It's time to file those taxes - and those papers

It's tax time, and that usually means it's also time to procrastinate actually doing your taxes. It also means it's time to confront all the paper records you've been filing and/or piling for the past year.

There aren't any hard-and-fast rules for record retention, which is why guidelines aren't particularly helpful, vary widely and are often unclear. To make matters worse, finding the files you need at tax time can be "taxing" to say the least. Most of what we file is never retrieved again, and we waste time trying to find the few documents we actually need.

In addition, files need to be reviewed regularly to purge outdated documents, and new files need to be made for each new category, a time-consuming and tedious process.


If you have a business that requires lots of paper records (a law office, for example), Paper Tiger ( offers software that is designed to help you find anything in your office in "five seconds or less." It's pricey, however, and is overkill for most home and small service business needs.

The best system I've come across so far for basic household and small business filing is Freedom Filer (, a maintenance-free and self-purging filing system. The system is really just a kit of preprinted and blank color-coded labels and helpful instructions on how to file. The system is based on filing by how long you need to retain the document rather than by general categories.

The website also has more filing tips and retention guidelines.


Here's a brief overview of how it works. Set up five different sections in your file cabinet:

❚ TAX-RELATED DOCUMENTS - For most households, these are income statements, home-maintenance re-cords, property and sales taxes paid, charitable contributions, education expenses, child- or elder-care expenses and miscellaneous deductions; these documents are kept for 10 years (this is excessive as most IRS documents need to be retained for seven years), based on the file-label system.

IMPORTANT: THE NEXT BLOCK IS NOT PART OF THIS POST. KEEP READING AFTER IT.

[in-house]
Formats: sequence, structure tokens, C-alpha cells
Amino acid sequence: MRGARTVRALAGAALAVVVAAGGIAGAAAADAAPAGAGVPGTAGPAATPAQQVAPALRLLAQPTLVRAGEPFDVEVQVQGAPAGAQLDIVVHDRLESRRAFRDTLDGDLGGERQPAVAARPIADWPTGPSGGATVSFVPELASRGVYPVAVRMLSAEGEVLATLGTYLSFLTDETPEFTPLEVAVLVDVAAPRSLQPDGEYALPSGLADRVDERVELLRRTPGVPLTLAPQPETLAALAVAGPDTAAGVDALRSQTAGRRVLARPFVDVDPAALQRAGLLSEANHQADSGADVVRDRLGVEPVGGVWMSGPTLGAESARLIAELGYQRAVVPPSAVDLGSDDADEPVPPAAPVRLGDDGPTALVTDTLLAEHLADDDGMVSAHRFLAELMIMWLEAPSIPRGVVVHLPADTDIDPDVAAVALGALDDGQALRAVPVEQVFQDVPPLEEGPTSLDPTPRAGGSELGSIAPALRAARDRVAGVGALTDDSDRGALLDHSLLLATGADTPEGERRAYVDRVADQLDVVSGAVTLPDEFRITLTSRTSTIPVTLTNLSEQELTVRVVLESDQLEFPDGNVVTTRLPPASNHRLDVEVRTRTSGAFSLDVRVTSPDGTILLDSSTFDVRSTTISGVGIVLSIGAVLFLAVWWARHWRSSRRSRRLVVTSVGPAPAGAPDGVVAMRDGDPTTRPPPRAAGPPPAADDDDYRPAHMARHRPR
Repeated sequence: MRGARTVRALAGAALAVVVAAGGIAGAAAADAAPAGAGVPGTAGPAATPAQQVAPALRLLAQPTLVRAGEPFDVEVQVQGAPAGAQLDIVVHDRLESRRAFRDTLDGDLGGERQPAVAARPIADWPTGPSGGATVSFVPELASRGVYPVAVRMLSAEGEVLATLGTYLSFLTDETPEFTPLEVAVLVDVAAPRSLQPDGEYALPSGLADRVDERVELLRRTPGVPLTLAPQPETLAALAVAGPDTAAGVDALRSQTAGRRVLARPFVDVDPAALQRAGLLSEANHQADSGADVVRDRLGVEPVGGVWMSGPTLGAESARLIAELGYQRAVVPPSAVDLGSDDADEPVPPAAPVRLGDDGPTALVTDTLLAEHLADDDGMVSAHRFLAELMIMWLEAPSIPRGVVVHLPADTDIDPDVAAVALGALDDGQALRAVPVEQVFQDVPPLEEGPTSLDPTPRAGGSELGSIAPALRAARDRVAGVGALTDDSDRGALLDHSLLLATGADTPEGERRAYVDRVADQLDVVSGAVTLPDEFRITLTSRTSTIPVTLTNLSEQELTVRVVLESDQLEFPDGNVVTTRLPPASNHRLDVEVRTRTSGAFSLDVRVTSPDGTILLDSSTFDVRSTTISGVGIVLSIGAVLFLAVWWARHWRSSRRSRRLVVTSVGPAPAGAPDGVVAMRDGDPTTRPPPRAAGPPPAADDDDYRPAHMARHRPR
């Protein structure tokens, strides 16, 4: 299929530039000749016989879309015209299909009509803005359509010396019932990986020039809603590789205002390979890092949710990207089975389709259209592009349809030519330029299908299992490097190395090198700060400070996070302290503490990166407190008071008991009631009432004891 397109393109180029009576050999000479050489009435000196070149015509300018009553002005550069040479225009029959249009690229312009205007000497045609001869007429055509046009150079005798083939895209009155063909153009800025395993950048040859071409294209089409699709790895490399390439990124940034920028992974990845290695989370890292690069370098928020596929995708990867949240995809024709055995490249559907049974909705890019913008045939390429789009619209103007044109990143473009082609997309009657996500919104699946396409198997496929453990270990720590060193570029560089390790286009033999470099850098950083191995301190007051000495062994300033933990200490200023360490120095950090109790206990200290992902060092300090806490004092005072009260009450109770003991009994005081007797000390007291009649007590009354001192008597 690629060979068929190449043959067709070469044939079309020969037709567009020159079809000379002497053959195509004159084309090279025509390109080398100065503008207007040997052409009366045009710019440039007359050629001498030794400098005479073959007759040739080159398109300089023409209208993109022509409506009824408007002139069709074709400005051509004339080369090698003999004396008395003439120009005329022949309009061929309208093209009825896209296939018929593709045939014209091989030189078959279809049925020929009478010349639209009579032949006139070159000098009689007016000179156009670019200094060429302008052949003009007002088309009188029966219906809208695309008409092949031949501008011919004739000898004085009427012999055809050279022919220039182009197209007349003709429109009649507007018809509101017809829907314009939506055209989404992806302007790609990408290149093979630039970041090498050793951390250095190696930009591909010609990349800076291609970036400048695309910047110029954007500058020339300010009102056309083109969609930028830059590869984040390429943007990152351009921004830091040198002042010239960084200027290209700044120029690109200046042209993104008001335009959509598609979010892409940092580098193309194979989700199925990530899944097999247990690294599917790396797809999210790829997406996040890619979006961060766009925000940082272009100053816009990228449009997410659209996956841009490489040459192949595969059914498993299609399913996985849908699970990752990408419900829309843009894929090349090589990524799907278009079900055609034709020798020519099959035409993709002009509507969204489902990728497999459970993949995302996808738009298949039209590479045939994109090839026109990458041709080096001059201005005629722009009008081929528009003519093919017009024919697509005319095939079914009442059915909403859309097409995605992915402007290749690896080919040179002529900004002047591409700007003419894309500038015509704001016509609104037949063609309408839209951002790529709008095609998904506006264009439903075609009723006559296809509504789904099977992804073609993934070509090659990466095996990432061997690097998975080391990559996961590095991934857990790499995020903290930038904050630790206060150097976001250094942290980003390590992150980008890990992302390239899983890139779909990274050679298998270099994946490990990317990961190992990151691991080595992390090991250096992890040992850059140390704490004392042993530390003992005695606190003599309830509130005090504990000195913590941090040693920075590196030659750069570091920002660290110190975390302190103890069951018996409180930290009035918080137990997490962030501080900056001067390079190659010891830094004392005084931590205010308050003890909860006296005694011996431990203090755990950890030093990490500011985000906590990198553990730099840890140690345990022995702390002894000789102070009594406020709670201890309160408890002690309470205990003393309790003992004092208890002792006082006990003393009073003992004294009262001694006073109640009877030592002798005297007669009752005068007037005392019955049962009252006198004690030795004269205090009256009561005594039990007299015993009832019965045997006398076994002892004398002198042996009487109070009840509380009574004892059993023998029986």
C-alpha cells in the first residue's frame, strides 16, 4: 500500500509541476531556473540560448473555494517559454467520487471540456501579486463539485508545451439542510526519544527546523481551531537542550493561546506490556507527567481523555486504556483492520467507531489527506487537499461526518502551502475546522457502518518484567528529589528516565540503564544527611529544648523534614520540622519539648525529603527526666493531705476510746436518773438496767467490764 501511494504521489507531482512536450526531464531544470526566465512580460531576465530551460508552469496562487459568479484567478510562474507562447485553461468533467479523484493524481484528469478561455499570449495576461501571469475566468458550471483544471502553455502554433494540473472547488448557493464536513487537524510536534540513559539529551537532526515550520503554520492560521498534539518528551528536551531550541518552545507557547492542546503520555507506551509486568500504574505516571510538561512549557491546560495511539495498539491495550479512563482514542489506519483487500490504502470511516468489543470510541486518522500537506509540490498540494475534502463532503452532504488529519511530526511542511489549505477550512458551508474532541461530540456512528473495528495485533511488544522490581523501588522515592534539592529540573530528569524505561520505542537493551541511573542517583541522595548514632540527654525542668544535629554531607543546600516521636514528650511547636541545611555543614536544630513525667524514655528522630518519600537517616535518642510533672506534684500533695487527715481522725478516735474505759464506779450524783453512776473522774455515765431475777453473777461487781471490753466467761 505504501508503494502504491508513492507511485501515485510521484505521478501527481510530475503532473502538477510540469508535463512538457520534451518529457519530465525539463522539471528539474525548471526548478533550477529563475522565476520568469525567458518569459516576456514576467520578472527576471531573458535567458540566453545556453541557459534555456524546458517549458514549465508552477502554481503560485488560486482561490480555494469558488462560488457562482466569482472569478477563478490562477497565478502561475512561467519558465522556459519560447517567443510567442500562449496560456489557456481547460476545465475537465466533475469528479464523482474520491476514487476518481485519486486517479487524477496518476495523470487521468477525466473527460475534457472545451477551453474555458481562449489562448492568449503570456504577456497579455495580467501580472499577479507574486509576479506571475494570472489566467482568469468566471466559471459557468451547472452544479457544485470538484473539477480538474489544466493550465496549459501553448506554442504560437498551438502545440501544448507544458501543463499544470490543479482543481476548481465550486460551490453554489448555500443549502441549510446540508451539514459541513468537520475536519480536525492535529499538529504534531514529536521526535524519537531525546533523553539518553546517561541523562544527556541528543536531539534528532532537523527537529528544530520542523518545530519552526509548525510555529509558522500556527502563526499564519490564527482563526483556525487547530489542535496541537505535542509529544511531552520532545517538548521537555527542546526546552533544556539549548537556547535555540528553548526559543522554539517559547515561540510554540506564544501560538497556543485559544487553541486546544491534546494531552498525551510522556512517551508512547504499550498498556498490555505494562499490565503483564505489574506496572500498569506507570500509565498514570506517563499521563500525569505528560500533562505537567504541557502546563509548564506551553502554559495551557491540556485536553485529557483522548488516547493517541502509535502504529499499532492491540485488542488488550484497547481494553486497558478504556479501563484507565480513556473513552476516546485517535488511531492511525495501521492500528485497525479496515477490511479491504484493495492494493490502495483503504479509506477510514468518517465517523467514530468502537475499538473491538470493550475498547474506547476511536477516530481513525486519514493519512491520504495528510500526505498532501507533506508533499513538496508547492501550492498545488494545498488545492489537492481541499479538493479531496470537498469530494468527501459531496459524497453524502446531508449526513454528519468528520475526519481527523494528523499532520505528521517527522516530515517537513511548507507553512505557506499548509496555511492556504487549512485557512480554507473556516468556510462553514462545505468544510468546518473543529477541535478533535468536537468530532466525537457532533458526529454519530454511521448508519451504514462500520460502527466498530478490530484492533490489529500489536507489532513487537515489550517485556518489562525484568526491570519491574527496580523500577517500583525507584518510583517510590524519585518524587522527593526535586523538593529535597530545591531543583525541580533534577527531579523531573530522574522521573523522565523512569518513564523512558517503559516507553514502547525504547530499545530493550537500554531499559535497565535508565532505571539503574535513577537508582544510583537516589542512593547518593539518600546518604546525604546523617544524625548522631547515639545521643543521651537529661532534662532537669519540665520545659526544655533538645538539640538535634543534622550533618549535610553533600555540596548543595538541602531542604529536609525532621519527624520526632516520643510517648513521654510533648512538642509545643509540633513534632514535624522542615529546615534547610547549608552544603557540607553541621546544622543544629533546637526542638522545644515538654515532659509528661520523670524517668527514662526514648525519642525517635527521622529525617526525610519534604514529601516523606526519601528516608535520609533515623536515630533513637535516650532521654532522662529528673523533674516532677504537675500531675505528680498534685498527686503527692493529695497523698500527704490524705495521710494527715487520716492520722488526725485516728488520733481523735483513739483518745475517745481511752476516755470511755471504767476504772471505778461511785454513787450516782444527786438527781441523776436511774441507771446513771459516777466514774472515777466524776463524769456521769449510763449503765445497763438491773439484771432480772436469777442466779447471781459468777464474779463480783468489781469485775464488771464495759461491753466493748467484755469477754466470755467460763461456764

There is also an archive section for retaining tax documents for more than 10 years.

❚ PERMANENT RECORDS - Documents that support a person, property or other asset you own; for example medical records, manuals or auto-maintenance records. The shelf life of these documents is your lifetime or as long as you own the asset.

❚ REMOVE/REPLACE - Documents that are regularly updated, such as insurance policies. These are kept until the new one arrives.

❚ REFERENCE - This is where articles, recipes, maps, newspaper clippings, etc., are filed. These can be kept as long as you'd like.

❚ ROTATING FILES - Monthly statements such as credit-card and bank statements, cell bills, services and anything that doesn't fit in the other categories. These are automatically purged after two years.


For those who prefer the regular file-by-category method, there's FileWISE ( You still need to maintain the files (add new file tabs regularly) and purge often to avoid a buildup of outdated documents - hence, why I recommend filing by how long you need to retain a document rather than by category.

But whatever your method, once you've got your filing system down, you will "feel right at home" at tax time!

Leah Stahlsmith owns Simple Works Design, providing home-staging and organizing services. For more information, visit www.simpleworks

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